Hot on the heels of a 6.5 per cent rise in its gross domestic product (GDP) last year, Indonesia remains one of Asia's fastest-growing economies. The country also boasts one of the region's fastest-growing job markets - a fact that hasn't gone unnoticed by recruitment firms. Rick Gangwani talks to Ian Robertson, country head for Robert Walters, about the company's first office there.
What was the rationale behind the Indonesia expansion?
Indonesia has witnessed strong GDP growth, a growing middle-class, and increased foreign investment in recent years, all of which are key to justifying our opening a new office in the country. Also, it was a response to requests from existing clients in the region to work on positions based in Indonesia.
There is clearly demand for us to leverage our regional relationships and then to develop the domestic clientele once we have established ourselves.
To what extent were you involved with the planning of the office?
I was highly involved and worked closely with Mark Ellwood, the managing director of Robert Walters Asia, to plan the office.
Who are the key senior executives there aside from yourself?
Ivy Lim is the administration manager. We also have an experienced team of six consultants.
Have you brought in any executives from your other offices?
Yes, one expat from Holland who currently works as an IT recruitment consultant.
What is your current head count and do you plan to add to this in the short term?
The current head count stands at nine and will be increased to 12 or more by June this year.
How will Robert Walters differentiate itself from the local players in the market?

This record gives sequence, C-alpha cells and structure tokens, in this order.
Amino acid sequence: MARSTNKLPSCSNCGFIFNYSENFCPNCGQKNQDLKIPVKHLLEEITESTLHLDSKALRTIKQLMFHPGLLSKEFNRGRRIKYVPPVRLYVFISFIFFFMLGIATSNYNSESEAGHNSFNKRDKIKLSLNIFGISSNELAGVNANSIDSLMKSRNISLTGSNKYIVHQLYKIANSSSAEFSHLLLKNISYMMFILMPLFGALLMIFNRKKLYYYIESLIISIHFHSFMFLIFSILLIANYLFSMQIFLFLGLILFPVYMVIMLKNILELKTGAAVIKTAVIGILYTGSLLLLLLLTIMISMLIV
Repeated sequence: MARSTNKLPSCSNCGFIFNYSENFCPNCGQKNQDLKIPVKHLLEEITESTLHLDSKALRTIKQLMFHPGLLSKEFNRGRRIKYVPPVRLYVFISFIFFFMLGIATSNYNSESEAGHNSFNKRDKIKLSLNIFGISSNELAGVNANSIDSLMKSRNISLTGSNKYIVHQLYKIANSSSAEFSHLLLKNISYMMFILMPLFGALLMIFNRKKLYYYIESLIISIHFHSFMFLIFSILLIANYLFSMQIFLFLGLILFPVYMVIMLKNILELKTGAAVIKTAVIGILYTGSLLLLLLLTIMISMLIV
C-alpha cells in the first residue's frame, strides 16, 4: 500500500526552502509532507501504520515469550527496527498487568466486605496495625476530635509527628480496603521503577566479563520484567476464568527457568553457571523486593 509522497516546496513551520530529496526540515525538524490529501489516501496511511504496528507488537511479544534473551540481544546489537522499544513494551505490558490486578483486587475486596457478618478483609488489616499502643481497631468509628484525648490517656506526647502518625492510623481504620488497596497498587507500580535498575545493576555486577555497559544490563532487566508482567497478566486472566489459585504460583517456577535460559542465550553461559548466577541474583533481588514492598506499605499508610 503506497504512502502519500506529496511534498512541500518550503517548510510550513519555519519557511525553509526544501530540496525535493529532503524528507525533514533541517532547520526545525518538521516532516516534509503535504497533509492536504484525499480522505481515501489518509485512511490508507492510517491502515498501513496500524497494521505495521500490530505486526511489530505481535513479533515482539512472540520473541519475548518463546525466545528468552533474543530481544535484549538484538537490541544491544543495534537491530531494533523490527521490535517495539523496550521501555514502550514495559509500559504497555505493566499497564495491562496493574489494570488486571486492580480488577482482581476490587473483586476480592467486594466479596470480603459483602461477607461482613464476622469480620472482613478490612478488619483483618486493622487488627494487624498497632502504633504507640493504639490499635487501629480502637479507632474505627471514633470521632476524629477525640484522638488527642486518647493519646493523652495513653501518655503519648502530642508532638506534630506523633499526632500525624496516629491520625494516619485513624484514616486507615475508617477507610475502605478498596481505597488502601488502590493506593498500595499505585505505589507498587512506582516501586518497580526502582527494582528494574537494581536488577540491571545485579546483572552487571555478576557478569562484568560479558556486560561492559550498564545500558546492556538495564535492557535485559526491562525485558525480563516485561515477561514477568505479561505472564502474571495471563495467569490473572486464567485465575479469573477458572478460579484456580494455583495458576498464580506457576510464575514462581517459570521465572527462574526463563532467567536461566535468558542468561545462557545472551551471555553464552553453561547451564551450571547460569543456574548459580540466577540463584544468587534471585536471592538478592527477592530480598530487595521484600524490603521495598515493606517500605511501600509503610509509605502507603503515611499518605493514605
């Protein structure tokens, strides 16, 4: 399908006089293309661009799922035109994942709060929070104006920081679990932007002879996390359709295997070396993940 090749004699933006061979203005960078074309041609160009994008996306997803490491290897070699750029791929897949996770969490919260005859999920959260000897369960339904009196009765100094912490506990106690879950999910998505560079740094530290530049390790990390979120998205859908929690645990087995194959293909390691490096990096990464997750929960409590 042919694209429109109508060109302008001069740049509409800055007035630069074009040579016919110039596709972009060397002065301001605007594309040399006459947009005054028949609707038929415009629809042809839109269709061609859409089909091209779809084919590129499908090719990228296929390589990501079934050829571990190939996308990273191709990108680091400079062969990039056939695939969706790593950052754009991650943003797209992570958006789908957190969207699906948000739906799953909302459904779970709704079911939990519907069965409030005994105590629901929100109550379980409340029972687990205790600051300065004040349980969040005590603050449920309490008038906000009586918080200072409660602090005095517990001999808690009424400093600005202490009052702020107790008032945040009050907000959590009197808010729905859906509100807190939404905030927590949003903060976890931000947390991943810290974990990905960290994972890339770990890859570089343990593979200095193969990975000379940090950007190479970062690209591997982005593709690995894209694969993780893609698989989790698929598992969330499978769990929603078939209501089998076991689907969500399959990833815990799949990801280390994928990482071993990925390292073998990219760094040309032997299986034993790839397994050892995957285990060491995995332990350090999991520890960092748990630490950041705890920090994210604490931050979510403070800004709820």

Leveraging on our strong brand as an international recruitment consultancy, we will strive to differentiate ourselves by delivering stellar service to both clients and candidates. A strong management team and experienced consultants with local knowledge will set us apart from local agencies.
What is the scope of your operations in terms geography?
Our key focus is now Jakarta, with the possibility of branching out to other parts of the country, such as Surabaya, once we have firmly planted our base.
Which industries are you currently focusing on?
Banking and finance, sales and marketing, human resources and fast-moving consumer goods.
Are your clients predominantly local or overseas based?
Our clients are predominantly foreign companies with local operations. About 20-25 per cent of these are companies from Europe, the United States and Australia that are hiring in anticipation of opening offices in Indonesia.
How about the candidates you source?
Our candidate database consists of both local and returning Indonesians.
Is it difficult attracting overseas candidates to Indonesia?
No, we have many CVs coming in from overseas candidates. Many middle and senior management expats want to come to Indonesia for its many job opportunities.
What are some of the major challenges you have encountered in this market?
While there are many job opportunities, the continued shortage of quality candidates poses a significant challenge. Candidates also require a major pull factor to attract them to a new role, as many firms are willing to fork out generous counter-offers to retain talent.
What does the day-to-day involve for you?
I start work at 7.30am and tend to the numerous assignment requests from clients through the day. I also attend meetings in the evening as work hours tend to be longer than in other countries due to delays arising from traffic congestion.